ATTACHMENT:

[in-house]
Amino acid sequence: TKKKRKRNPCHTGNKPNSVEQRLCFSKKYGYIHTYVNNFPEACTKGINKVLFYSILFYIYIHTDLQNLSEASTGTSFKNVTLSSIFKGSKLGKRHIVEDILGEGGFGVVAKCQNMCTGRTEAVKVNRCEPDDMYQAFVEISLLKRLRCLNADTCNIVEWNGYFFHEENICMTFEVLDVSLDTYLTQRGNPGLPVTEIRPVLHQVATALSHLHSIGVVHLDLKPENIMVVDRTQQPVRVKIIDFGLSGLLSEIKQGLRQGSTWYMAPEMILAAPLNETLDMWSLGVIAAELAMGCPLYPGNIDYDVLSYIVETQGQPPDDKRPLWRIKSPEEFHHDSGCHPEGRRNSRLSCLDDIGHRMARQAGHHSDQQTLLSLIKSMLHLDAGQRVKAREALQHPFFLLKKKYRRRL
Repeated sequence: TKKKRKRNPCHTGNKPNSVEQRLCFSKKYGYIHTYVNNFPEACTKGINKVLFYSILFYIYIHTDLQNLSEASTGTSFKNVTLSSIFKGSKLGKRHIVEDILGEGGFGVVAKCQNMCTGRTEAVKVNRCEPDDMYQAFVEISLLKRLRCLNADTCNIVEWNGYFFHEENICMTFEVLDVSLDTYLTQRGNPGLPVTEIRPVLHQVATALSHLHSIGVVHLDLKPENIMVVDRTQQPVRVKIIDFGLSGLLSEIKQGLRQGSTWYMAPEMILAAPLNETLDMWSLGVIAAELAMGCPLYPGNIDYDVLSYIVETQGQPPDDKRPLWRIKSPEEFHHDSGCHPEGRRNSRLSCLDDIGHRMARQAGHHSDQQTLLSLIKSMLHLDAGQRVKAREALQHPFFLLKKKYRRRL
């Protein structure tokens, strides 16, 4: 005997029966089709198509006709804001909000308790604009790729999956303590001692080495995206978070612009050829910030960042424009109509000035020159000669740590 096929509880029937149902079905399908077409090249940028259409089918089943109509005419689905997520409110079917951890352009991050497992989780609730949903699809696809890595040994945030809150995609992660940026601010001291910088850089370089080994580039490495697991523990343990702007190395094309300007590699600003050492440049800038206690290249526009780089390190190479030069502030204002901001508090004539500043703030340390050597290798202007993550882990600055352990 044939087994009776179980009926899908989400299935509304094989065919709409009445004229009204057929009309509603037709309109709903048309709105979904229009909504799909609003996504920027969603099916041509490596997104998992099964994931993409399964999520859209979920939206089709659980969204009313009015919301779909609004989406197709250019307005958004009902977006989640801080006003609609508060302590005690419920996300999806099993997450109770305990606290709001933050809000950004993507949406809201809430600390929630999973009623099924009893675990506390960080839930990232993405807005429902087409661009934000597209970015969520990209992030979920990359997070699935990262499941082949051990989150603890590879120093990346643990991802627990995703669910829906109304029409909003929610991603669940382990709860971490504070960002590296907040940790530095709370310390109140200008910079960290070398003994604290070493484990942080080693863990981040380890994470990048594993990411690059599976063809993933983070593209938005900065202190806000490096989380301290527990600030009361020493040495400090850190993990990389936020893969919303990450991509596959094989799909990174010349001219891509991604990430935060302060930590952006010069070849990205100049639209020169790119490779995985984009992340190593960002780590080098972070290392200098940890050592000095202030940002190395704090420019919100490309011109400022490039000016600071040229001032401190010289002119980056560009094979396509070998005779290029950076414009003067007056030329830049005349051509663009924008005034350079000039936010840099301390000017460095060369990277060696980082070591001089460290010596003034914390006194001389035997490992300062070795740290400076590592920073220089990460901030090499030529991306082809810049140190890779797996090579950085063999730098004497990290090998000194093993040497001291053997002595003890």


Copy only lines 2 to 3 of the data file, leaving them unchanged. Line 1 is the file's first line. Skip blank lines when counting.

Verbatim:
Amino acid sequence: TKKKRKRNPCHTGNKPNSVEQRLCFSKKYGYIHTYVNNFPEACTKGINKVLFYSILFYIYIHTDLQNLSEASTGTSFKNVTLSSIFKGSKLGKRHIVEDILGEGGFGVVAKCQNMCTGRTEAVKVNRCEPDDMYQAFVEISLLKRLRCLNADTCNIVEWNGYFFHEENICMTFEVLDVSLDTYLTQRGNPGLPVTEIRPVLHQVATALSHLHSIGVVHLDLKPENIMVVDRTQQPVRVKIIDFGLSGLLSEIKQGLRQGSTWYMAPEMILAAPLNETLDMWSLGVIAAELAMGCPLYPGNIDYDVLSYIVETQGQPPDDKRPLWRIKSPEEFHHDSGCHPEGRRNSRLSCLDDIGHRMARQAGHHSDQQTLLSLIKSMLHLDAGQRVKAREALQHPFFLLKKKYRRRL
Repeated sequence: TKKKRKRNPCHTGNKPNSVEQRLCFSKKYGYIHTYVNNFPEACTKGINKVLFYSILFYIYIHTDLQNLSEASTGTSFKNVTLSSIFKGSKLGKRHIVEDILGEGGFGVVAKCQNMCTGRTEAVKVNRCEPDDMYQAFVEISLLKRLRCLNADTCNIVEWNGYFFHEENICMTFEVLDVSLDTYLTQRGNPGLPVTEIRPVLHQVATALSHLHSIGVVHLDLKPENIMVVDRTQQPVRVKIIDFGLSGLLSEIKQGLRQGSTWYMAPEMILAAPLNETLDMWSLGVIAAELAMGCPLYPGNIDYDVLSYIVETQGQPPDDKRPLWRIKSPEEFHHDSGCHPEGRRNSRLSCLDDIGHRMARQAGHHSDQQTLLSLIKSMLHLDAGQRVKAREALQHPFFLLKKKYRRRL